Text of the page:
Chih-i taught contemplating the mind as a two-pronged process where the practitioner calms and empties the mind while also realizing the quiescence and emptiness of all phenomena (chih; stopping), and through observing the mind ((kuan; insight or seeing) realizes its luminous expanse.

So, when Vasubandhu says “The mind is a field,” we can see that as pointing to the expansiveness of mind, the sweep or range of consciousness.

It is important to note that we have been looking at the mind from the standpoint of ultimate truth, but we live in the realm of relative truth, where the things we have said are mere illusions have a worldly function.  The purpose of the all this, then, is to guide us to an understanding of mind. Again, it is not so much to understand what it is, but rather to learn how we can become the master of our mind, instead of a slave to our normal state of consciousness which is always preoccupied with conflicting thoughts and sensory perceptions, constantly in pursuit of subjective experiences and external objects.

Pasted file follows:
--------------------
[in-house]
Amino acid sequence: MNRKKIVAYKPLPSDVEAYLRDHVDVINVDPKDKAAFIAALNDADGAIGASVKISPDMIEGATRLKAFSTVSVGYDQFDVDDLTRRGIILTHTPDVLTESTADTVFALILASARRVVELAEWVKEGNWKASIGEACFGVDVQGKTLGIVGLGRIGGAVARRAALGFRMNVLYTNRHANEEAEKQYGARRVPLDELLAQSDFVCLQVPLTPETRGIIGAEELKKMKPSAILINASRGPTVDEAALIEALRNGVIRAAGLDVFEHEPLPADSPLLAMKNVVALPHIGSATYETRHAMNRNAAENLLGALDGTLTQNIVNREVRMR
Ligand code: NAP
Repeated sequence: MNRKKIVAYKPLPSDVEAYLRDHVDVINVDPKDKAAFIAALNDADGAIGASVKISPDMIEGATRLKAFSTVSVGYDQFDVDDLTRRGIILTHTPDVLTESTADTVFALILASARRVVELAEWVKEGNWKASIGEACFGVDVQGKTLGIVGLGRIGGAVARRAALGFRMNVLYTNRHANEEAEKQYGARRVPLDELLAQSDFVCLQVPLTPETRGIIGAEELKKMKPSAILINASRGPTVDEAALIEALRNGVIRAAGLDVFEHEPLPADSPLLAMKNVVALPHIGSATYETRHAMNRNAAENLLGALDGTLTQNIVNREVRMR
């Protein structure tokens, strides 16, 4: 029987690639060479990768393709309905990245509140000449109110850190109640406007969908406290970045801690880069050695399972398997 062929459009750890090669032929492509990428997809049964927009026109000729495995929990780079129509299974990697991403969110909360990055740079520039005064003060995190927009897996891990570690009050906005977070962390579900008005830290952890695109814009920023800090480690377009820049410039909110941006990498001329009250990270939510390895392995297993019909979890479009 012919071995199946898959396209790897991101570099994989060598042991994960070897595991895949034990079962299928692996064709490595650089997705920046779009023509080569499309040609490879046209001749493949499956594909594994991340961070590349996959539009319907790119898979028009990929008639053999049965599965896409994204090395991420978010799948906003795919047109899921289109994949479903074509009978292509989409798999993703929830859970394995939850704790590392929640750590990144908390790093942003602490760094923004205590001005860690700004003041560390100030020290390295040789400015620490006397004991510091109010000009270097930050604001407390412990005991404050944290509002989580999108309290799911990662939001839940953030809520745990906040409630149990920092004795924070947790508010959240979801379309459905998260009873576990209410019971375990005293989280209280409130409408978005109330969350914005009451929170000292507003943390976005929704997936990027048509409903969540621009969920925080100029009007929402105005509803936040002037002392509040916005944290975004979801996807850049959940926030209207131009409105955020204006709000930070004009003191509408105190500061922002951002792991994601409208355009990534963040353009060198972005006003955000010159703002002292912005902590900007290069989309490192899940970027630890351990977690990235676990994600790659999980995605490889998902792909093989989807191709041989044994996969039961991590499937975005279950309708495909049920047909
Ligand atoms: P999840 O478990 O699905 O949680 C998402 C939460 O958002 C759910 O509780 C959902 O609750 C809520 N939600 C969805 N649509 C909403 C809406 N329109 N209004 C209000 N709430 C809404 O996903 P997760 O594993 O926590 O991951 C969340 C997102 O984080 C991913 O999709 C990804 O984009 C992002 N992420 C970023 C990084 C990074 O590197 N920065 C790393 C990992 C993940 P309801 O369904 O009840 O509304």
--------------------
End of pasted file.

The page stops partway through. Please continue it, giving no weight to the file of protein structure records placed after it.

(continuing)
These concepts can serve as a foundation for the critical work of disengaging our thoughts from their object oriented focus and placing them squarely in the present, without thinking about the past or anticipating the future. In this way, we can realize emptiness and get a glimpse into the luminous nature of consciousness.


Buddhism as Yoga